Farm Ireland
Independent.ie

Sunday 23 July 2017

No such thing as a 'quiet' bull -- HSA

From left, Teagasc Grange's Dr Edward O'Riordan, ICBF livestock geneticist Dr Ross Evans, Dr Bernadette Early, Grange Bioscience Research, and IFA Livestock Committee chairman Michael Doran read up on some information before speaking at the national seminar on Strategies for Improving Safety with Cattle at Teagasc Grange
From left, Teagasc Grange's Dr Edward O'Riordan, ICBF livestock geneticist Dr Ross Evans, Dr Bernadette Early, Grange Bioscience Research, and IFA Livestock Committee chairman Michael Doran read up on some information before speaking at the national seminar on Strategies for Improving Safety with Cattle at Teagasc Grange
Darragh McCullough

Darragh McCullough

The country's top farm safety inspector has slammed the notion of the quiet bull.

"There is no such thing as a quiet breed of bull," said Pat Griffin, senior inspector with the Health and Safety Authority (HSA).

He was speaking at a Teagasc safety seminar at Grange, Co Meath, last week, where delegates were also told that purebred animals were more dangerous than crossbreds.

Livestock are responsible for the majority of farm injuries, but it is bulls which are the most lethal of all stock. Mr Griffin revealed data that showed that any breed has the potential to be a killer on the farm.

The figures showed that the most populous breed in the beef herd, Charolais, was also responsible for the greatest number of recent fatalities.

Mr Griffin said that when investigating fatal accidents, HSA inspectors often hear that a bull considered 'quiet' for years suddenly became 'angry' and attacked. The HSA inspector said that this is a horrendous event that farmers just have to be ready for. "Always have escape routes planned and have a vehicle, such as a 4X4 or a tractor, ready in case of an attack," he said.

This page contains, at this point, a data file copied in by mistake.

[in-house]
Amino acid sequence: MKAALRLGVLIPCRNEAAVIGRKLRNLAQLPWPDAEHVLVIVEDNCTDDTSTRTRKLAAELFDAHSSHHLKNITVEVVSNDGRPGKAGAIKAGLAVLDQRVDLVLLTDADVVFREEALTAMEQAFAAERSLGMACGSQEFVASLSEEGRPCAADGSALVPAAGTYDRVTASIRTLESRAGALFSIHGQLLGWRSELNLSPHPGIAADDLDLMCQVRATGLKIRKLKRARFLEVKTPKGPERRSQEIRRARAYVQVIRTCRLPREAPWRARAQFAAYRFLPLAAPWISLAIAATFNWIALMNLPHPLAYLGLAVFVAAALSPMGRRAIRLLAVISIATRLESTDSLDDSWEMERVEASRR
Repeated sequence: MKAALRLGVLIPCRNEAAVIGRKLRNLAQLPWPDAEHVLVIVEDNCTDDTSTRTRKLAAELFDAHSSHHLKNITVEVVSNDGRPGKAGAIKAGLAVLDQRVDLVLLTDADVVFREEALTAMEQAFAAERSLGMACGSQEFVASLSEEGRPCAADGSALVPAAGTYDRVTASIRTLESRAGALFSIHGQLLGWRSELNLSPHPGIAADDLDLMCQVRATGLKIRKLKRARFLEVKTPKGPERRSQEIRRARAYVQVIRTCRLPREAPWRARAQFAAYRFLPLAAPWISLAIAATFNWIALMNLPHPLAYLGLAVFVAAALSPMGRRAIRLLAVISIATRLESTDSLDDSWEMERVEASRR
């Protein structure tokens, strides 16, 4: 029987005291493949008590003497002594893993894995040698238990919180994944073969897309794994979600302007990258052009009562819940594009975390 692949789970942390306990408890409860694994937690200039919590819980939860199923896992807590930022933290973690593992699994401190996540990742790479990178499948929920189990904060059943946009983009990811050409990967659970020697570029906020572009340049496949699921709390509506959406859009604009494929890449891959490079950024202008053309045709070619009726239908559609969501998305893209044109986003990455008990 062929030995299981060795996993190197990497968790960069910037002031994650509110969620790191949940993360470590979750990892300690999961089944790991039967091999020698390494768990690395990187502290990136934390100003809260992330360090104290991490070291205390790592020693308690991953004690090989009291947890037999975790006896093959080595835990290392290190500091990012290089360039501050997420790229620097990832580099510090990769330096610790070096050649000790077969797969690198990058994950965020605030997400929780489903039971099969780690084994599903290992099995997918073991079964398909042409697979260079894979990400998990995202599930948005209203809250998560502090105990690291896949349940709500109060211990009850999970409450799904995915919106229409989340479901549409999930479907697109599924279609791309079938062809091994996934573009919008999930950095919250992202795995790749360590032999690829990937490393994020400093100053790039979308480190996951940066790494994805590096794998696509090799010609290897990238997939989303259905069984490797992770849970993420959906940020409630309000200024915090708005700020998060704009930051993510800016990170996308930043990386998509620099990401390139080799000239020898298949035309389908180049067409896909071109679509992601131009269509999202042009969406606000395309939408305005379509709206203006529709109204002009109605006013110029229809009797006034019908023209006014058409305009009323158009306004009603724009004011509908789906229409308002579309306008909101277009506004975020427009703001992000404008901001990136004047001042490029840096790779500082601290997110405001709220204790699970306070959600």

The majority of the victims belonged to an older demographic, with over half of the victims aged 65 or older.

At the Teagasc Animal and Grassland Research Centre in Grange, four novel tests were used with both purebred and crossbred beef cattle related to 'animal flight', 'docility', 'fear' and a 'crush' test, where animals were restrained in a cattle crush.


These showed that purebred animals were far less approachable than crossbreds, allowing an approach distance of just half that for crossbreds, before fleeing. The 'fear' test indicated that animals were more agitated when isolated from other animals. Cattle were also less jumpy when in the presence of a stationary person or when concentrate feed was available. The 'crush' test indicated that animals were more agitated in a crush with 12pc being difficult to handle by one person.

Dr Bernadette Earley, who carried out the research, said that the results proved that working with cattle slowly and calmly is crucial to reducing injuries with cattle.

Ireland is already blazing a trail in relation to the data that it is collecting on docility in beef breeds. Despite the trait only having a 30-40pc heritability, the ICBF's Dr Ross Evans said that there is the potential to make progress with breeding safer cattle over time. The docility data is part of a series being collected by farmers through the Suckler Cow Welfare Scheme. Dr Evans said that the data collected already proves that there is as much variability with docility within breeds as between breeds, proving that any breed of bull has the potential to cause a fatal accident.

However, he appealed to farmers to be conscious of scoring docility accurately as it "could assist in preventing injuries to farmers in the future".

New Health and Safety Authority guidelines on the 'safe handling of cattle at marts and lairages' were also launched at the seminar. These will assist with practical management of health and safety at high risk locations where large numbers of livestock are assembled.

Meanwhile, there have been calls for farm safety to become part of the requirements within farm payment schemes.

Fine Gael's Andrew Doyle said that farm safety incentives should form part of Agri Environment Options Scheme (AEOS). "The doubling of fatalities on farms to 24 so far this year is alarming," said Mr Doyle. "We must wake up to new thinking on farm safety. Denmark has zero fatalities from farm accidents so it's clear the Irish approach to farm health and safety is not working."

Irish Independent